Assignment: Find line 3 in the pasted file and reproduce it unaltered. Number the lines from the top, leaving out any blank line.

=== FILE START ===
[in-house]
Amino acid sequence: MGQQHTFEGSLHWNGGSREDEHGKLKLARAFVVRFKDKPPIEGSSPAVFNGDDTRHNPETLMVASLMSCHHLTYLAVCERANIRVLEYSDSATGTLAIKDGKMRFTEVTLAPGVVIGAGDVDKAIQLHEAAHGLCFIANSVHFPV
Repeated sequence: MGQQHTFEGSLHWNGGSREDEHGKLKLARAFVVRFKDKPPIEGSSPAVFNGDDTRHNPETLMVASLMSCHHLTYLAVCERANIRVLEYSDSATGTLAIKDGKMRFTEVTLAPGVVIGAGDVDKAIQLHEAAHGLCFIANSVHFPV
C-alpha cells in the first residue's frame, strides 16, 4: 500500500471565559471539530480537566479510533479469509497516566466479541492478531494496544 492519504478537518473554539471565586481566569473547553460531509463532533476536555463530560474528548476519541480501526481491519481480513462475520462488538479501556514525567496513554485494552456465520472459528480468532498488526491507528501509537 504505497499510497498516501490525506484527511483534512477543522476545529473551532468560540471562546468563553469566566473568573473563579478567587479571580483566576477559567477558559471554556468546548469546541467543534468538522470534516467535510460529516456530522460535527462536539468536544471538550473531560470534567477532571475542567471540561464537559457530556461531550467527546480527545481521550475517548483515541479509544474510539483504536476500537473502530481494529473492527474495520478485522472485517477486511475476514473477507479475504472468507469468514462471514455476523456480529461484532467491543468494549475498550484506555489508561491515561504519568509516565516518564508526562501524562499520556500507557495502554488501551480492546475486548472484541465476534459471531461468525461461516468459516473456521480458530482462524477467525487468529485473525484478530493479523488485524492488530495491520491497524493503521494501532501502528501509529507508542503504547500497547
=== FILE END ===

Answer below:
Repeated sequence: MGQQHTFEGSLHWNGGSREDEHGKLKLARAFVVRFKDKPPIEGSSPAVFNGDDTRHNPETLMVASLMSCHHLTYLAVCERANIRVLEYSDSATGTLAIKDGKMRFTEVTLAPGVVIGAGDVDKAIQLHEAAHGLCFIANSVHFPV